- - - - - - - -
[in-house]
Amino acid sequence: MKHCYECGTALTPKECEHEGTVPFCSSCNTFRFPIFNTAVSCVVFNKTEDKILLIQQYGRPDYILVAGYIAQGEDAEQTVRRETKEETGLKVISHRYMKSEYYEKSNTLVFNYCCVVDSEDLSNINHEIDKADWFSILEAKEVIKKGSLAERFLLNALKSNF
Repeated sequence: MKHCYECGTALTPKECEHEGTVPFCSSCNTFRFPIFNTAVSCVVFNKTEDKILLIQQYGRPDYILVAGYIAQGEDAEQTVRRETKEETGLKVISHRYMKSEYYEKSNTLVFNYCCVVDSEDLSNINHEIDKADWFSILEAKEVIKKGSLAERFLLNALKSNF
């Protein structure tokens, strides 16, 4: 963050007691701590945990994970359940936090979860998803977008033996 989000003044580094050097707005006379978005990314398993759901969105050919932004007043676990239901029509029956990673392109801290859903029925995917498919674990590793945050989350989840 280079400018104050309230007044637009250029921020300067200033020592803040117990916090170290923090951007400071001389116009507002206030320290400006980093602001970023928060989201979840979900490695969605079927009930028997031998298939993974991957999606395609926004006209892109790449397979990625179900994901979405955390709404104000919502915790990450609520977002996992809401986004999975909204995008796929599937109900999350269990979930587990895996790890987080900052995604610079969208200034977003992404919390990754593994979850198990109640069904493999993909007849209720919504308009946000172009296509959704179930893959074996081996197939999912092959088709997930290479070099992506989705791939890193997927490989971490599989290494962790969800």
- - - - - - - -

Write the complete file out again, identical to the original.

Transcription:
[in-house]
Amino acid sequence: MKHCYECGTALTPKECEHEGTVPFCSSCNTFRFPIFNTAVSCVVFNKTEDKILLIQQYGRPDYILVAGYIAQGEDAEQTVRRETKEETGLKVISHRYMKSEYYEKSNTLVFNYCCVVDSEDLSNINHEIDKADWFSILEAKEVIKKGSLAERFLLNALKSNF
Repeated sequence: MKHCYECGTALTPKECEHEGTVPFCSSCNTFRFPIFNTAVSCVVFNKTEDKILLIQQYGRPDYILVAGYIAQGEDAEQTVRRETKEETGLKVISHRYMKSEYYEKSNTLVFNYCCVVDSEDLSNINHEIDKADWFSILEAKEVIKKGSLAERFLLNALKSNF
């Protein structure tokens, strides 16, 4: 963050007691701590945990994970359940936090979860998803977008033996 989000003044580094050097707005006379978005990314398993759901969105050919932004007043676990239901029509029956990673392109801290859903029925995917498919674990590793945050989350989840 280079400018104050309230007044637009250029921020300067200033020592803040117990916090170290923090951007400071001389116009507002206030320290400006980093602001970023928060989201979840979900490695969605079927009930028997031998298939993974991957999606395609926004006209892109790449397979990625179900994901979405955390709404104000919502915790990450609520977002996992809401986004999975909204995008796929599937109900999350269990979930587990895996790890987080900052995604610079969208200034977003992404919390990754593994979850198990109640069904493999993909007849209720919504308009946000172009296509959704179930893959074996081996197939999912092959088709997930290479070099992506989705791939890193997927490989971490599989290494962790969800």